With many untouched rural Andean communities and remote Amazonian tribes living as their ancestors did hundreds – maybe even thousands – of years ago, Peru’s diverse culture makes it one of the most interesting destinations in South America for an immersive cultural experience. Here’s how to get involved.
Homestays have long been a staple of immersive tourism in Peru. Staying with a local family gives you a rare insight into the fascinating daily lives of everyday Peruvians, as well as the opportunity to give back directly to the area’s economy. In the Andes, most families live as their ancestors from the Inca civilization did hundreds of years ago, living a simple but happy life surrounded by snow-capped peaks, grazing llamas and small adobe homes. A typical day at an Andean homestay will include learning to weave, helping to cook the pachamanca (meal cooked under hot stones in a hole in the ground) and herding the family’s llamas. Ayni Peru, Crooked Trails and Intrepid Travel are just some of the companies that can help you organize this.
A hub of activity, trains are a great meeting place for travelers and offer an unexpected window into local culture. Most of the trains advertised to travelers in Peru, however, are exclusively for tourists (it’s unlikely, for example, that you’ll find any locals on the Machu Picchu Vistadome and Belmond Andean Explorer trains). If you’re up for swapping luxury for a little bit of adventure, jump aboard ‘El Tren Macho’. This six-hour journey between Huancayo and Huancavelica will give you plenty of time to sample the train vendors’ food, chat with local families and take in some of the region’s most beautiful mountain scenery.
Medicinal plants have been used in Peru’s Amazonian and Andean regions for centuries. For the people here, taking plant-based medicines to cure ailments such as arthritis, stress or stomach pain is as common as popping down to your local pharmacy for some paracetamol. Until recently, visiting a healing shaman was reserved for residents and the odd adventurous traveler, but today you’ll find a handful of reputable companies organizing week-long ayahuasca, San Pedro and other hallucinogenic retreats from Cusco and Iquitos.
Any traveler knows that one of the best ways to really get to know a place is through its food. Recognized as a foodie capital of the world, Peru has undoubtedly one of the most exciting culinary scenes in South America. If you want to delve a little deeper into the country’s unique ingredients and bold flavors, take a cooking class in one of Peru’s top three food hubs: Lima, Cusco or Arequipa. Most companies will combine a two- to three-hour hands-on cooking class with a guided tour of one of the city’s best markets.
Speaking of local markets, have you ever done your weekly food shop at one? It’s one thing visiting a market on a guided tour, but actually buying produce and interacting with the vendors is a great way to get involved in everyday Peruvian life. At Cusco’s popular San Pedro and San Blas markets, for example, you can easily spend a morning picking your way through exotic fruits, multicolored quinoa, Andean cheeses and thousands of potato and corn varieties. Take a bag, some money, and get caught up in the flurry.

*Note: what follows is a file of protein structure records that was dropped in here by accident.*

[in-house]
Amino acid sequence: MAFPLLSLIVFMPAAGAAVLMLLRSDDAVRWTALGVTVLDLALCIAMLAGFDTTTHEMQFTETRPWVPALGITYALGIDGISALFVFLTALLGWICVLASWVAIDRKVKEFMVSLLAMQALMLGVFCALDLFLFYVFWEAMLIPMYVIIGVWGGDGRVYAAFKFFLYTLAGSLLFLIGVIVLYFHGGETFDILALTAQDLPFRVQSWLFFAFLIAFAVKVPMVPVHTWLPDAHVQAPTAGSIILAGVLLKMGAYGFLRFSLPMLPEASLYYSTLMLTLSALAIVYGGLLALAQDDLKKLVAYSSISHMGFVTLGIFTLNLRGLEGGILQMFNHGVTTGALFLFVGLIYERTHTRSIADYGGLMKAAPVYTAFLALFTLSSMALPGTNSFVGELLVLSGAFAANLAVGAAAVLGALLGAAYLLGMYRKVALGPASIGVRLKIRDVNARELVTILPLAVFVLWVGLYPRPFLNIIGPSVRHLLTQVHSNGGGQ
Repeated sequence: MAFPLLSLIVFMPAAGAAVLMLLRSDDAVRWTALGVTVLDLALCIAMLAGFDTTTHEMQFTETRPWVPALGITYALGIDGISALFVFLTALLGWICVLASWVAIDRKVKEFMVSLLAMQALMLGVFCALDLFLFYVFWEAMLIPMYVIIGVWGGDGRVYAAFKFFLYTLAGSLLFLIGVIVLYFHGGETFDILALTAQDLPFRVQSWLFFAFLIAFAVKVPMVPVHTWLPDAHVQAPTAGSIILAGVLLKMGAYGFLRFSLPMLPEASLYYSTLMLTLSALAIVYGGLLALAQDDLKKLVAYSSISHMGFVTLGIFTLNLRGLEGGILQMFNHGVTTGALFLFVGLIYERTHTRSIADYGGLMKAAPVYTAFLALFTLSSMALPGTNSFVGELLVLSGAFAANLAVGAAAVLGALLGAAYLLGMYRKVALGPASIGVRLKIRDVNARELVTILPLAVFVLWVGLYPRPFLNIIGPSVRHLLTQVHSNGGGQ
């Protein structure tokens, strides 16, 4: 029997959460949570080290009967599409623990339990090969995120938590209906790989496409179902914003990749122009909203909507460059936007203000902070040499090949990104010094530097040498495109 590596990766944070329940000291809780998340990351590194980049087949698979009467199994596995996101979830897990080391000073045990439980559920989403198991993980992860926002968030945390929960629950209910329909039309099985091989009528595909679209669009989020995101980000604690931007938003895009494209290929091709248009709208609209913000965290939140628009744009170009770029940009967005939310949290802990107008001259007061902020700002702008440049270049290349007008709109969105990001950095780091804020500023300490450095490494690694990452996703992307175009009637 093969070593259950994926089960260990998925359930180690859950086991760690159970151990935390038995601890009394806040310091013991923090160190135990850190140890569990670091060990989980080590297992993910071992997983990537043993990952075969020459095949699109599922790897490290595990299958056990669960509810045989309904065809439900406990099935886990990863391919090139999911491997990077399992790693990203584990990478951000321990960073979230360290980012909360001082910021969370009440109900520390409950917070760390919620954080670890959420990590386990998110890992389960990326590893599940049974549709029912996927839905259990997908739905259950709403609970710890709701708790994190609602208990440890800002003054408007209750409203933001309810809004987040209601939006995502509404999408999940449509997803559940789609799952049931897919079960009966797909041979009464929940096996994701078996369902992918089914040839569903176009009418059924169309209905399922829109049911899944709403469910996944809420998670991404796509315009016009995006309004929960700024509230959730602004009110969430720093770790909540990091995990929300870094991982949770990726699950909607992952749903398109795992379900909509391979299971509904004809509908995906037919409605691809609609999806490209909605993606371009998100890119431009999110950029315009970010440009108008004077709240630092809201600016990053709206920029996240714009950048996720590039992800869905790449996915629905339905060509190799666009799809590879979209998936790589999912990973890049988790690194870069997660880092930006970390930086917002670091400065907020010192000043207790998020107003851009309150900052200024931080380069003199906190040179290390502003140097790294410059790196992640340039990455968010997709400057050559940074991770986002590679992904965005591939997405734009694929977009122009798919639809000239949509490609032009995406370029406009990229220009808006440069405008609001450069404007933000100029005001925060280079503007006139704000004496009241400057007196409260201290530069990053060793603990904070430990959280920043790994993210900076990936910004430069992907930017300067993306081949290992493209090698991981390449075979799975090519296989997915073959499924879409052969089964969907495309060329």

Peru is renowned for its beautiful textiles. In fact, it’s unlikely that you’ll return home without a colorful woven blanket, sweater or gloves. While most visitors buy these souvenirs at popular textiles markets in Písac or Cusco (which are also well worth the trip), a great way to delve deeper into this unique Andean culture (as well as buy Peru’s best quality textiles) is to visit an artisan community or workshop. High up in the Andean hills that surround Cusco, there are entire communities, especially in Choquecancha, Huancayo and Upis, that dedicate their lives to the ancient backstrap loom weaving tradition. Threads of Peru, a company dedicated exclusively to connecting travelers with local artisans, can help you organize a visit.
Volunteering is one of the best ways to not only immerse yourself in a community, but to also give back to the country that you’re visiting. Whether you’re looking to teach English, help preserve the environment, work on a farm or help build structures, Peru has plenty of volunteering opportunities. Close to the Amazon and the Andes, most volunteering projects in Peru are organized from Cusco.
While it is possible to get around Peru with limited Spanish, there’s no doubt that speaking the language is one of the most immersive tools for experiencing a country. It not only allows you to communicate easier, but it also gives you the confidence to get off the beaten track, travel independently and make a more meaningful connection with the people you meet. Both Cusco and Lima offer one- to six-month intensive Spanish-language programs, where they aim, through fun cultural events and fast-paced lessons, to have you speaking like a Peruvian in no time.